|If the European countries are serious about honouring their ratification of the UNESCO Convention on Cultural Diversity they need to make visa and work permit procedures and the general access to the European market for artists more flexible, transparent and homogenous.
“The current system is damaging the music industry,” says Ole Reitov, programme manager, Freemuse. The ‘white paper’ is based on answers from various European tour and festival organisers and their experiences with visa issuing offices outside Europe, and the paper presents various recommendations to these administrators of the visa systems.
“We have received numerous horror stories from concert organisers. When they receive wrong information or are being treated as ‘dirt’ by visa offices abroad, it creates an atmosphere of great frustration and sometimes lead to cancellation of planned tours,” says Ole Reitov.
The ‘white paper’ has been forwarded to the EU Commission, the EU Parliament and the Council of the European Union, and hopefully international and national music organisations will also make use of the paper. “Lobbying at national level is extremely important in order to improve the current system,” says Ole Reitov.
Freemuse then offered to host the collection of case stories and present a “white paper” to the European Parliament, the EU Commission and colleagues at national and European artists organisations. The initiative was quickly joined by international organisations with huge expertise and experiences in the field of cultural presentations and cultural exchange.
|Read ‘white paper’ (in PDF format)||
The initiative is joined by the following partners:
European Council of Artists, ECA – the umbrella organisation for national councils of artists in Europe:
In several European countries and in the USA there are national campaigns against visa and work permits restrictions in relationship to the artists. Amongst the inititatives are:
Visiting artists campaign makes waves in the British House of Lords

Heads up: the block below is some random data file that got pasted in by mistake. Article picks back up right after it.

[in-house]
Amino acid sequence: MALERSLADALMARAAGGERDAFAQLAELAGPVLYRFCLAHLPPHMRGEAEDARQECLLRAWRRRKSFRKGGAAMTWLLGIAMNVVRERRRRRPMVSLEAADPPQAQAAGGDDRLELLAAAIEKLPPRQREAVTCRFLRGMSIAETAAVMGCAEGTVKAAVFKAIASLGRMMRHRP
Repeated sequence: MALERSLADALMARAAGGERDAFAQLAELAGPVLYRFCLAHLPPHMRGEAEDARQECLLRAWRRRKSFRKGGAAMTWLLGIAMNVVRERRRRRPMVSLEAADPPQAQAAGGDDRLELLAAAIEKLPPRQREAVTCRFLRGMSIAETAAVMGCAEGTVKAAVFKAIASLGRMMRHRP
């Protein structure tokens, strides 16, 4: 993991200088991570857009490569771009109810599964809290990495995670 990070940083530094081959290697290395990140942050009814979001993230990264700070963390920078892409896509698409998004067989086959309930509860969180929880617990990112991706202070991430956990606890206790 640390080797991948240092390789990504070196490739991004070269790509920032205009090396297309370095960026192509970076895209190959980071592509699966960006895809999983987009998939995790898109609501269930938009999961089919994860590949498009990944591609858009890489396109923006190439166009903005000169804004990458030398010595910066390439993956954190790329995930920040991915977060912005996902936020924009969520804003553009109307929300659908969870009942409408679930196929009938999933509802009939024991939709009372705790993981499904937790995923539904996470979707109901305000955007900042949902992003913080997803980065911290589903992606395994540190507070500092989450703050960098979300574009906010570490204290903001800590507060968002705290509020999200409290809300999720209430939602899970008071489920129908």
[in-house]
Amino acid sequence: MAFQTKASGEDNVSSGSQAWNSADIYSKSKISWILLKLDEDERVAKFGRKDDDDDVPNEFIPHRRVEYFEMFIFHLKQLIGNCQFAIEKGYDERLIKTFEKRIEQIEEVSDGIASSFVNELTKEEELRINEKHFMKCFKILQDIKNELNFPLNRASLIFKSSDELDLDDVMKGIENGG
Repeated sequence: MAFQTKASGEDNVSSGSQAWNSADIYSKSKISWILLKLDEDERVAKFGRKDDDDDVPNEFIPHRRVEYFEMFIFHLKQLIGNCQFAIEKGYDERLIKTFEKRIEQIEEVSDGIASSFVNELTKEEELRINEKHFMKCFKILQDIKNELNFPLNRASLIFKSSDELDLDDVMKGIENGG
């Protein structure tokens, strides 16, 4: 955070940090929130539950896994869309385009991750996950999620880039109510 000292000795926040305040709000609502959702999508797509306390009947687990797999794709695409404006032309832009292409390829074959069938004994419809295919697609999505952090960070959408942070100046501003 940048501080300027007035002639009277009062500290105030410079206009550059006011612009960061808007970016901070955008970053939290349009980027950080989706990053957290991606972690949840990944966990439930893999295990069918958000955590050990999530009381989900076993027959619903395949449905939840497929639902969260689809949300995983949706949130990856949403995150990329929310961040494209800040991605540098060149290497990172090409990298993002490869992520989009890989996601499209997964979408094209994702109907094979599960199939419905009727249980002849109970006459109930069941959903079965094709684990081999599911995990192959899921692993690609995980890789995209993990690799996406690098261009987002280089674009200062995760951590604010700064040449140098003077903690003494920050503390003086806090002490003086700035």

Manifesto Club’s Visiting Artists Campaign featured in a debate in the House of Lords in the United Kingdom on the effects of the points-based system on the arts and academia. The Manifesto Club has been working with the Earl of Clancarty, who opened the debate, and Lord Clement Jones, who contributed. Lords lined up to criticise the points-based visa system; the government was firmly on the defensive. The exchange can be read in full here.
This coincided with an important Greater London Authority survey, showing the damaging effect of visa rules on the arts. See full media coverage in the Guardian, the Stage, Artsadmin, and Migrants’ Rights Network.
Round Table on the Grassroots Arts, 5 April 2011: The Manifesto Club is partnering Artsadmin on a discussion about the effects of visa rules on the grassroots arts. If you are an independent artist/curator/director with a story to tell, do come along.
Campaign latest: Manick Govinda reports on the shocking story of an African artist barred from visiting the UK because he is single.
See Valerie Hartwich’s blog for the latest visa stories, including south east Asian criticism of UK visa red tape, and why the world’s greatest pianist won’t visit Britain.
[ In Danish language: ]
Danish Broadcasting Corporation (DR), Kulturnyt – 4 February 2009 at at 3:30 PM on DR P2:
‘EU’s visumregler forhindrer kultur’ – audio interview with Freemuse programme officer Ole Reitov and music promoter Peter Hvalkof
Politiken – 12 January 2009:
‘Udenlandske musikere st